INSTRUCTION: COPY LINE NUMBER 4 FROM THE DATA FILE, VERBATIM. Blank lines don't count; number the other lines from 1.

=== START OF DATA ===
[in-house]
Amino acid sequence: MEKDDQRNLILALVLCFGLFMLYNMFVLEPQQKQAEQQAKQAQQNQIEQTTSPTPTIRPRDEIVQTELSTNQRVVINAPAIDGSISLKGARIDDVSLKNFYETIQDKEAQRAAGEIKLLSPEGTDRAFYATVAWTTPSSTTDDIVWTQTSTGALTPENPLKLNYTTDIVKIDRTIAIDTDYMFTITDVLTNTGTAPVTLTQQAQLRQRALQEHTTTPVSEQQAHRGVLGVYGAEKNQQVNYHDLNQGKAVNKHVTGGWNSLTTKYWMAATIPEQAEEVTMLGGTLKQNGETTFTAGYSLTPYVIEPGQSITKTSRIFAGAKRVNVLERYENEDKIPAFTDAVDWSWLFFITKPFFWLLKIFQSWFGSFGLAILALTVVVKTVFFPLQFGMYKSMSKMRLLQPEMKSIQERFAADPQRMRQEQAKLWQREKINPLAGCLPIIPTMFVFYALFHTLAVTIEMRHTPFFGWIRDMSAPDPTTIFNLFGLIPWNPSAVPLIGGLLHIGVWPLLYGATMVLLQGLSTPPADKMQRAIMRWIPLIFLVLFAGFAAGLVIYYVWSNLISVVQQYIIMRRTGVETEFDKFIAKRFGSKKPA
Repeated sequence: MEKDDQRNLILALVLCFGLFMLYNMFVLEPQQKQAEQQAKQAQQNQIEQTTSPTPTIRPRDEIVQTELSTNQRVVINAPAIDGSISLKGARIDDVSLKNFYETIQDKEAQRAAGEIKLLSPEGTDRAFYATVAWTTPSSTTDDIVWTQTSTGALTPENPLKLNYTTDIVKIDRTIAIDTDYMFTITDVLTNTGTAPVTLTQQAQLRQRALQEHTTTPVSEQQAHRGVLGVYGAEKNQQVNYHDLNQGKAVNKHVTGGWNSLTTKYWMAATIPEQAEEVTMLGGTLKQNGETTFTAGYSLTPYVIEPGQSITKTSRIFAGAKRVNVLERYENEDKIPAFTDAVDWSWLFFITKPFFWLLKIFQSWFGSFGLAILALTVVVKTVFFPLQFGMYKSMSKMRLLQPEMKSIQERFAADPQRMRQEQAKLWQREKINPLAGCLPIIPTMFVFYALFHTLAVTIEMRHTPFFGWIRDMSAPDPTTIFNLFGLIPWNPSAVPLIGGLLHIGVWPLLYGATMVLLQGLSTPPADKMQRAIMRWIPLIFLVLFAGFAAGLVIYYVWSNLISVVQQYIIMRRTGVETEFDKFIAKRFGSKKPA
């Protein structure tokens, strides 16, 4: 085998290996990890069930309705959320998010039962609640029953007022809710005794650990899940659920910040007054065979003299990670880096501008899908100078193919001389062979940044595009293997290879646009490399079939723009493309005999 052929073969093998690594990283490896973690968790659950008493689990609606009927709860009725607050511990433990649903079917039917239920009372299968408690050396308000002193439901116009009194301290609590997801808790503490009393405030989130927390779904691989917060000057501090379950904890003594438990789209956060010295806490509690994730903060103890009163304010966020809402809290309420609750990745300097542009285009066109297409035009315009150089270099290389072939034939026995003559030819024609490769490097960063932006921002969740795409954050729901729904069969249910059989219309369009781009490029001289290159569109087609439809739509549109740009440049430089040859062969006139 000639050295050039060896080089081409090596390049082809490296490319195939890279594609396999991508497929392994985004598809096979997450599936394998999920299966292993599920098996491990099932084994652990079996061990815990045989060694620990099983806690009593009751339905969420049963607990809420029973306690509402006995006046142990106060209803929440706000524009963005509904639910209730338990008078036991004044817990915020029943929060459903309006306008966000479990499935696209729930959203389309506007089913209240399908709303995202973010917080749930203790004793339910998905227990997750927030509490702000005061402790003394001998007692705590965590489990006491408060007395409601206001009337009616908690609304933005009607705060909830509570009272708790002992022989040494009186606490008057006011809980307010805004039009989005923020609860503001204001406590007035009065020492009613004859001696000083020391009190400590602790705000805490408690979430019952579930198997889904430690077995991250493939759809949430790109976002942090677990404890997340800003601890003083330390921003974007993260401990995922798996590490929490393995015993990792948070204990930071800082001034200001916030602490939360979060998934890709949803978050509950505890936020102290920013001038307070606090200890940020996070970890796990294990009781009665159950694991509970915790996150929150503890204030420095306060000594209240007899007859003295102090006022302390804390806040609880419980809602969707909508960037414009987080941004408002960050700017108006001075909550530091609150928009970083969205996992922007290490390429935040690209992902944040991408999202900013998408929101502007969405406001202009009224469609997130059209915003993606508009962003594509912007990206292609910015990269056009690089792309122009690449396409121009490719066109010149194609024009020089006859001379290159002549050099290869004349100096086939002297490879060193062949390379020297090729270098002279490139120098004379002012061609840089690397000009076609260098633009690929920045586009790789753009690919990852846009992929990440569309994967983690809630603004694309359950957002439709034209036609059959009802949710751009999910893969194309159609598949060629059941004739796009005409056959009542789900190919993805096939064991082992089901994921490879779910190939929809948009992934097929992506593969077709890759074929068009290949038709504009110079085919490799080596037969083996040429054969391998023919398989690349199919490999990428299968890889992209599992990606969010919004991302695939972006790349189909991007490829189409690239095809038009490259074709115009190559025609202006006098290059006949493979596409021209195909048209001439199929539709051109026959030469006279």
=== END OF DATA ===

């Protein structure tokens, strides 16, 4: 085998290996990890069930309705959320998010039962609640029953007022809710005794650990899940659920910040007054065979003299990670880096501008899908100078193919001389062979940044595009293997290879646009490399079939723009493309005999 052929073969093998690594990283490896973690968790659950008493689990609606009927709860009725607050511990433990649903079917039917239920009372299968408690050396308000002193439901116009009194301290609590997801808790503490009393405030989130927390779904691989917060000057501090379950904890003594438990789209956060010295806490509690994730903060103890009163304010966020809402809290309420609750990745300097542009285009066109297409035009315009150089270099290389072939034939026995003559030819024609490769490097960063932006921002969740795409954050729901729904069969249910059989219309369009781009490029001289290159569109087609439809739509549109740009440049430089040859062969006139 000639050295050039060896080089081409090596390049082809490296490319195939890279594609396999991508497929392994985004598809096979997450599936394998999920299966292993599920098996491990099932084994652990079996061990815990045989060694620990099983806690009593009751339905969420049963607990809420029973306690509402006995006046142990106060209803929440706000524009963005509904639910209730338990008078036991004044817990915020029943929060459903309006306008966000479990499935696209729930959203389309506007089913209240399908709303995202973010917080749930203790004793339910998905227990997750927030509490702000005061402790003394001998007692705590965590489990006491408060007395409601206001009337009616908690609304933005009607705060909830509570009272708790002992022989040494009186606490008057006011809980307010805004039009989005923020609860503001204001406590007035009065020492009613004859001696000083020391009190400590602790705000805490408690979430019952579930198997889904430690077995991250493939759809949430790109976002942090677990404890997340800003601890003083330390921003974007993260401990995922798996590490929490393995015993990792948070204990930071800082001034200001916030602490939360979060998934890709949803978050509950505890936020102290920013001038307070606090200890940020996070970890796990294990009781009665159950694991509970915790996150929150503890204030420095306060000594209240007899007859003295102090006022302390804390806040609880419980809602969707909508960037414009987080941004408002960050700017108006001075909550530091609150928009970083969205996992922007290490390429935040690209992902944040991408999202900013998408929101502007969405406001202009009224469609997130059209915003993606508009962003594509912007990206292609910015990269056009690089792309122009690449396409121009490719066109010149194609024009020089006859001379290159002549050099290869004349100096086939002297490879060193062949390379020297090729270098002279490139120098004379002012061609840089690397000009076609260098633009690929920045586009790789753009690919990852846009992929990440569309994967983690809630603004694309359950957002439709034209036609059959009802949710751009999910893969194309159609598949060629059941004739796009005409056959009542789900190919993805096939064991082992089901994921490879779910190939929809948009992934097929992506593969077709890759074929068009290949038709504009110079085919490799080596037969083996040429054969391998023919398989690349199919490999990428299968890889992209599992990606969010919004991302695939972006790349189909991007490829189409690239095809038009490259074709115009190559025609202006006098290059006949493979596409021209195909048209001439199929539709051109026959030469006279």